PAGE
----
Wednesday, March 31, 2010
So they made this video you don't have to speak the language to get the point.
The whole story at Treehugger.com
eWaste? News to me, but this cool company comes by your house or office and pics up all the old electric stuff (televisions, monitors, cables, key boards etc) you don't want.
From their site:
About The 4th Bin:
The 4th Bin is dedicated to educating businesses and consumers about the hazards of electronic waste and providing a simple and inexpensive means of rescue and disposal. Not only do we ethically and responsibly recycle or reuse all equipment we collect, The 4th Bin is also dedicated to giving back to our local community through partnerships and events.
Pictured above is one of the many combo platters available at Otafuku. I just had the the Okonomiyakai (on the right) not the Takoyaki (on the left) which are made on this cool cast iron machine that vibrates so that once the batter is cooked enough it starts to roll around giving these "balls" their spherical shape.
The most popular version has octopus in them, but they also have a cheese and a plain version as well.
Tonight I had the squid Okonomiyakai minus the weird Japanese mayo that comes in a squirt container (when did the Japanese discover mayo?) the pancakes are finished off with bonito, I added a generous amount of sriracha to mine. Two huge pancakes cost $8. In addition to squid they also have corn with scallion and ginger, pork, beef and shrimp. These pancakes are a combo of shredded cabbage, carrots, scallions in a basic flour batter. I splurged and 2 dollars more for a cup of very hearty and delicious miso soup.
Maybe it's Spring or nostalgia, but this was such a satisfying meal and so cheap. Of course there is no were to sit, I'd imagine most of their business is students who live in the surrounding dorms who just take the food back to their dorms. I took my a block north and sat on a bench in front of St Marks Church on the Bowery and enjoyed the beautiful spring evening.
When Otafuku first opened I used to go there all the time and order the octopus Takoyaki, they are so delicious, but at some point I decide they were too carb heavy for me and stopped going. Then I became aware of how octopus have personalities and are smarter than some of my friends which made it difficult for me to contemplate Japanese octopus fritters as a casual repast. Tonight when I walked by I was glad I remembered the veggie pack pancakes and and decided it was tome to revisit this old favorite, and boy am I glad I did.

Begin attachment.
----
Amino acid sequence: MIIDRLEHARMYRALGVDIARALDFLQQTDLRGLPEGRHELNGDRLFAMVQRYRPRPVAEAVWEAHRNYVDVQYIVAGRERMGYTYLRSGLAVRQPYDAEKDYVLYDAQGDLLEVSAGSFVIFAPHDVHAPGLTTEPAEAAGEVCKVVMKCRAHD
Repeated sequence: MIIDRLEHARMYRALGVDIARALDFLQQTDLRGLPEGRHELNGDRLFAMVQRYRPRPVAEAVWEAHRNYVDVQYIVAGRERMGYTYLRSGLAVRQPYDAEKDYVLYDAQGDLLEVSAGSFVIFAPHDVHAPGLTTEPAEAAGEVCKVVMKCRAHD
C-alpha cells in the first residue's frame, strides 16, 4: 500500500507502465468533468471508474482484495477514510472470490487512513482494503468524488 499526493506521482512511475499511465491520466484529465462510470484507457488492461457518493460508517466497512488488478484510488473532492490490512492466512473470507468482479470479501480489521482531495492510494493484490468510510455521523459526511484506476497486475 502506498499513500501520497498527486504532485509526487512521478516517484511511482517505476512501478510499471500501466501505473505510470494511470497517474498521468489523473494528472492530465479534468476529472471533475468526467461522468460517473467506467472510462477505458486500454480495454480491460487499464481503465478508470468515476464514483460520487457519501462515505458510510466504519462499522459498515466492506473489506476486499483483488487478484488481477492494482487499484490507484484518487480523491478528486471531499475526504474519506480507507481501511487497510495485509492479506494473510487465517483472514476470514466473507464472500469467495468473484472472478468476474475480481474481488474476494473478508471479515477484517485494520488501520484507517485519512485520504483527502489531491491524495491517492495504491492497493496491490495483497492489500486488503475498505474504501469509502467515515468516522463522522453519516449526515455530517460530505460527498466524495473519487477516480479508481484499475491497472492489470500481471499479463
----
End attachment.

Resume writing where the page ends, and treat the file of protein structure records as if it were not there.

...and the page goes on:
If you're in the East Village and have a hankering for something filling, tasty and cheap check out Otafuku and remember that a block north at St Marks Church there are several benches to sit on while you enjoy you meal.
|Otafuku (お多福）||236 E. 9th St., New York, NY 10003||(212)353-8503|
Monday, March 29, 2010
Meat without feet.
The truck was a delivery truck for a fish market.
I think of this as I was just over at the Hufffington Post where they have an informative slide show called 9 Problems Destroying Our Oceans, commercial fishing and farming fish being two of them.
Image the ocean rising at such a rate that you could see your crops being destroyed and your way of life, your culture threatened with extinction?
Sunday, March 28, 2010
I have a new appreciation for tea breads, I love how not sweet they are, I've made several of them this week, Cranberry Walnut, Blueberry Pound Cake, Date Pecan and Orange Peel Bread. Most of them from Marion Cunningham's essential cookbook The Fannie Farmer Cookbook.
I have some pictures and recipes (including my take on Molassas Brown Sugar Spice Cookies that are awesome!) that I'll post later, but for now here is today's menu:
Local Chevre with Sheep’s Milk Yogurt
& Fresh Thyme
Roasted Red Pepper, Feta, Hummus
Olive & Lemon Tapenade
For dipping and spreading on:
Home made Parmesan Focaccia
Celery & Carrots
Vermont Cheese Curds
Orange Peel Bread
With Sweet butter
Date & Pecan Bread
With Sweet butter
Friday, March 26, 2010
At the bottom of the article is an excerpt from a Nightline interview with Dr. Robert Lustig a UCSF Pediatric Endocrinologist who agrees with the Nightline interviewer that there should be an age limit on buying soda.
Yet groovy restaurants like Diner in Brooklyn serve Heinz Ketchup and brilliant foodies like David Lebovitz maintain that to use it on occasion in small amounts is OK - I think it's insanity and even more so when you factor in that the production of corn is subsidized by the government in order to make it super cheap so they can make this stuff (among other things).
Come on folks it's the small gestures that add up! We lived before it was invented (the '70s) and we could live with out it - I think there should be a full scale boycott of HFCS, it should be illegal, or at the very least highly regulated.